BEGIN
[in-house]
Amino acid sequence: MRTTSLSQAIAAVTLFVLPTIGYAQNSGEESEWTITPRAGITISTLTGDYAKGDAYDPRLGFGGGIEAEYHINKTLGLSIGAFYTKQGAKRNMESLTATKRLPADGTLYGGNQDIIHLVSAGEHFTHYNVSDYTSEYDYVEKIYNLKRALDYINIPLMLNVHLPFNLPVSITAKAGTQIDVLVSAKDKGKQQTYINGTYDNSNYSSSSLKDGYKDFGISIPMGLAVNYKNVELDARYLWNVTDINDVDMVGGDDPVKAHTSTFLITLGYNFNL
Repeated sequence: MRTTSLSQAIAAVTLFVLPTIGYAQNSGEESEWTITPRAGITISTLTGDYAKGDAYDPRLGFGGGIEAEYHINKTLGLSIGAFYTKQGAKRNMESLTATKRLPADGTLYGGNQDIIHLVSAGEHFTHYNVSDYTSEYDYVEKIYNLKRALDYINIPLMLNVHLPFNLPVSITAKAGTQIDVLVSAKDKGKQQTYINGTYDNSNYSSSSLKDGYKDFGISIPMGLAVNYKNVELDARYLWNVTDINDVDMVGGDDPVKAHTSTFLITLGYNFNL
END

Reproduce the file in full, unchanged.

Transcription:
[in-house]
Amino acid sequence: MRTTSLSQAIAAVTLFVLPTIGYAQNSGEESEWTITPRAGITISTLTGDYAKGDAYDPRLGFGGGIEAEYHINKTLGLSIGAFYTKQGAKRNMESLTATKRLPADGTLYGGNQDIIHLVSAGEHFTHYNVSDYTSEYDYVEKIYNLKRALDYINIPLMLNVHLPFNLPVSITAKAGTQIDVLVSAKDKGKQQTYINGTYDNSNYSSSSLKDGYKDFGISIPMGLAVNYKNVELDARYLWNVTDINDVDMVGGDDPVKAHTSTFLITLGYNFNL
Repeated sequence: MRTTSLSQAIAAVTLFVLPTIGYAQNSGEESEWTITPRAGITISTLTGDYAKGDAYDPRLGFGGGIEAEYHINKTLGLSIGAFYTKQGAKRNMESLTATKRLPADGTLYGGNQDIIHLVSAGEHFTHYNVSDYTSEYDYVEKIYNLKRALDYINIPLMLNVHLPFNLPVSITAKAGTQIDVLVSAKDKGKQQTYINGTYDNSNYSSSSLKDGYKDFGISIPMGLAVNYKNVELDARYLWNVTDINDVDMVGGDDPVKAHTSTFLITLGYNFNL